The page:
Wednesday, March 22, 2017

Pride and the Cringe Factor.

Ricky Rollick, West Palm Beach, leads a float sponsored by Roosters during the 2014 PrideFest Parade in Lake Worth, Florida on March 30, 2014
(Allen Eyestone / The Palm Beach Post)

The gay pride season is starting again.  Palm Beach has it pride week and parade early before the summer heat kicks in. Question: Should we celibate gay pride? Better question - Why not celebrate with our fellow LGBT brothers and sisters?  

First pride - the second definition of pride goes like this:  Pleasure or satisfaction taken in an achievement, possession, or association.  The first definition is about self-respect. By definition, I take pride in my family, my professional accomplishments, and my trained ability to communicate.  These things I have worked to master.  About being transgender, this is the way I feel:

I had nothing to do with creating this gender incongruity and I accept the fact it is a permanent characteristic. My life is now ‘out to the world’ so I had no alternative but to own and accept it.

It has taken me many years to accept being transgender.  I do not think I ever disliked the characteristic, but it certainly has complicated my life like being dyslexic; something else I could not change.  Early on, I had to hide being transgender to ensure acceptance among those who would not understand.  How could I ask anyone else to understand, if I could not understand myself.   Denial was an early means of coping, thinking it was something I would outgrow or it would just go away.  I actually thought that if I finally saw myself all dressed up, I would be so disgusted that I would never need to do it again. Kind of the opposite of pride.  Obviously that did not work. 

We are the “T” part of the LGBT equation and do benefit from the visibility that this alphabetic soup provides.  Our early organizations like Tri-Ess did all it could to distance itself from the gay community denying membership to anyone not straight by their definition.  That was wrong on many levels and did much to hinder transgender progress.  We are now out.  The former attorney general of the United States came out in support of us, the transgender community. We have come a long way.  Whatever you may be along the spectrum; cross dresser, no-op, pre-op, post-op, entertainer, fully transitioned, androgynous, gender queer, M2F, or F2M we are all transgender.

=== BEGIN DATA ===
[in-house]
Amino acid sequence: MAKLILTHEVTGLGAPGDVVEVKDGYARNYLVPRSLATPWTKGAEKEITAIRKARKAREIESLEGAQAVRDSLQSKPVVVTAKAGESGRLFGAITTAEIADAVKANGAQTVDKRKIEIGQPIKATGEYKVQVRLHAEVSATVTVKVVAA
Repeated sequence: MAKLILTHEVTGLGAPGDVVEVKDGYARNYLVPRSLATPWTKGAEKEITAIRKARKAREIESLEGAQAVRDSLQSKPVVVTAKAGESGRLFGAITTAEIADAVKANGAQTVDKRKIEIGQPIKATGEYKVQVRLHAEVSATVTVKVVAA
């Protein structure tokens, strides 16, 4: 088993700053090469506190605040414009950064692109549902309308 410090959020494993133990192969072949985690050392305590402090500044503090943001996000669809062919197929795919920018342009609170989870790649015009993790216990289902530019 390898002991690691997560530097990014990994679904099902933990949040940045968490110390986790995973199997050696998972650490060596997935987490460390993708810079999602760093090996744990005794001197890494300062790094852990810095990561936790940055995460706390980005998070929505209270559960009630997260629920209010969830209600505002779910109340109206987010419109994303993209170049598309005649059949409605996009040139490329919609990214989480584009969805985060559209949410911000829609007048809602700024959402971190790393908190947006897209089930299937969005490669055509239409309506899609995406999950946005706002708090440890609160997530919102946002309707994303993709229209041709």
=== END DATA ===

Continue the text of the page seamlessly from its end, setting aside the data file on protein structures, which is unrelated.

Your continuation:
Back to the question – “Why not celebrate with our fellow LGBT brothers and sisters?”  Let us not underplay the fact we have much to celebrate. Progress has been made. Same-sex marriage is the law of the land. The whole of the LGBT community have stepped up to defend us in the absurd bathroom bills. Thank you. Discrimination is not gone but it is recognized for what it is - hate and bigotry.  These are uncertain times and many would like to push all of us back to the closet.  Never!

We the transgender, are the most visible “day-to-day” part of LGBT equation and the most vulnerable. We do not wear a one-day costume. Outrageous behavior tolerated for one day, reflect in a negative way on us year round.  I look forward to a day when that will not be part of the pride experience.  

Until then it does not matter if you celebrate privately or publicly - Never let anyone make you be ashamed of being transgender.  Accept that being transgender is our cherished gift. 

Whether we march or not, It would be disingenuous on our part to not support our gay brothers and sisters.  They support us.  

What is your opinion? 

1 comment:

  1. "I actually thought that if I finally saw myself all dressed up, I would be so disgusted that I would never need to do it again. Kind of the opposite of pride. Obviously that did not work..." an understatement if I ever heard one Rhonda. Took me forever to come to terms as well but glad to finally be there. Now that I deal regularly with my lesbian friend Lyne I realize how much overlap we have had in the self-acceptance department and we support each other which is great.